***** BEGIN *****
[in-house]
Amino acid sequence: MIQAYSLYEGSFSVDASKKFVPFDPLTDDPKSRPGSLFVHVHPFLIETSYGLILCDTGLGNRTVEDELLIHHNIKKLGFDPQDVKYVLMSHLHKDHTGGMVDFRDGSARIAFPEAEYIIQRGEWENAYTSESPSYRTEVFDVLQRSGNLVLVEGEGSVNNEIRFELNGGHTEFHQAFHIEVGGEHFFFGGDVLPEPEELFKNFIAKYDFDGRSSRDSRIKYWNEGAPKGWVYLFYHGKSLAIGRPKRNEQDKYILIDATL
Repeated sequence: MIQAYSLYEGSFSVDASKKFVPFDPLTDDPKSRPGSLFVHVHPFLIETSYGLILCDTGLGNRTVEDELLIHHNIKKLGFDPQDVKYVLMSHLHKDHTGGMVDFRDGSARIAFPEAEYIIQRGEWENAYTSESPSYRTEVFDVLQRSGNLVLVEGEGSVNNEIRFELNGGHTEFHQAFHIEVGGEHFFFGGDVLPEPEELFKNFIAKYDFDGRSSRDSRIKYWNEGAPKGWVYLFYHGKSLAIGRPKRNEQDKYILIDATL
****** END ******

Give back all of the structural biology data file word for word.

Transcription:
[in-house]
Amino acid sequence: MIQAYSLYEGSFSVDASKKFVPFDPLTDDPKSRPGSLFVHVHPFLIETSYGLILCDTGLGNRTVEDELLIHHNIKKLGFDPQDVKYVLMSHLHKDHTGGMVDFRDGSARIAFPEAEYIIQRGEWENAYTSESPSYRTEVFDVLQRSGNLVLVEGEGSVNNEIRFELNGGHTEFHQAFHIEVGGEHFFFGGDVLPEPEELFKNFIAKYDFDGRSSRDSRIKYWNEGAPKGWVYLFYHGKSLAIGRPKRNEQDKYILIDATL
Repeated sequence: MIQAYSLYEGSFSVDASKKFVPFDPLTDDPKSRPGSLFVHVHPFLIETSYGLILCDTGLGNRTVEDELLIHHNIKKLGFDPQDVKYVLMSHLHKDHTGGMVDFRDGSARIAFPEAEYIIQRGEWENAYTSESPSYRTEVFDVLQRSGNLVLVEGEGSVNNEIRFELNGGHTEFHQAFHIEVGGEHFFFGGDVLPEPEELFKNFIAKYDFDGRSSRDSRIKYWNEGAPKGWVYLFYHGKSLAIGRPKRNEQDKYILIDATL